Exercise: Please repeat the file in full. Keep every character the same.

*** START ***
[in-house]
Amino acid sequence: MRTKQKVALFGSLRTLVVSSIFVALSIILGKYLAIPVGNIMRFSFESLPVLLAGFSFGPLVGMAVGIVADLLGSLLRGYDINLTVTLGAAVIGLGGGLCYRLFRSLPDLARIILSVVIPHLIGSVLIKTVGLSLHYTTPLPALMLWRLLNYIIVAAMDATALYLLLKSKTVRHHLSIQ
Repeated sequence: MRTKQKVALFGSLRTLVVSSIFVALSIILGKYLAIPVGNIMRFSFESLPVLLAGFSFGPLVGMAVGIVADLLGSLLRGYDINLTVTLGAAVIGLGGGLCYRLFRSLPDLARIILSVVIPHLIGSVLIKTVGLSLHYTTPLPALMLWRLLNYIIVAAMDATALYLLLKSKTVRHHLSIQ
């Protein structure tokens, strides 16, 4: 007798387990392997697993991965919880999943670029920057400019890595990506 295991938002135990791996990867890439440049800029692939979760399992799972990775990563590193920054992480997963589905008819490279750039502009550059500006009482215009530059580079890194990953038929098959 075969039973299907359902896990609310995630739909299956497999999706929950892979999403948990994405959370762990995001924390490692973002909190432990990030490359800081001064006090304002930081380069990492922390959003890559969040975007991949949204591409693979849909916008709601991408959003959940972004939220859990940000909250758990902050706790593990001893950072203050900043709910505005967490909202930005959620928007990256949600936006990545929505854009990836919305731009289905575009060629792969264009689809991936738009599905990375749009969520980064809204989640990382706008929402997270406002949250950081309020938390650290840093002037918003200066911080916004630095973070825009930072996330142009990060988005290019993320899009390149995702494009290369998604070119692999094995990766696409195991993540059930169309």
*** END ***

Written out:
[in-house]
Amino acid sequence: MRTKQKVALFGSLRTLVVSSIFVALSIILGKYLAIPVGNIMRFSFESLPVLLAGFSFGPLVGMAVGIVADLLGSLLRGYDINLTVTLGAAVIGLGGGLCYRLFRSLPDLARIILSVVIPHLIGSVLIKTVGLSLHYTTPLPALMLWRLLNYIIVAAMDATALYLLLKSKTVRHHLSIQ
Repeated sequence: MRTKQKVALFGSLRTLVVSSIFVALSIILGKYLAIPVGNIMRFSFESLPVLLAGFSFGPLVGMAVGIVADLLGSLLRGYDINLTVTLGAAVIGLGGGLCYRLFRSLPDLARIILSVVIPHLIGSVLIKTVGLSLHYTTPLPALMLWRLLNYIIVAAMDATALYLLLKSKTVRHHLSIQ
């Protein structure tokens, strides 16, 4: 007798387990392997697993991965919880999943670029920057400019890595990506 295991938002135990791996990867890439440049800029692939979760399992799972990775990563590193920054992480997963589905008819490279750039502009550059500006009482215009530059580079890194990953038929098959 075969039973299907359902896990609310995630739909299956497999999706929950892979999403948990994405959370762990995001924390490692973002909190432990990030490359800081001064006090304002930081380069990492922390959003890559969040975007991949949204591409693979849909916008709601991408959003959940972004939220859990940000909250758990902050706790593990001893950072203050900043709910505005967490909202930005959620928007990256949600936006990545929505854009990836919305731009289905575009060629792969264009689809991936738009599905990375749009969520980064809204989640990382706008929402997270406002949250950081309020938390650290840093002037918003200066911080916004630095973070825009930072996330142009990060988005290019993320899009390149995702494009290369998604070119692999094995990766696409195991993540059930169309």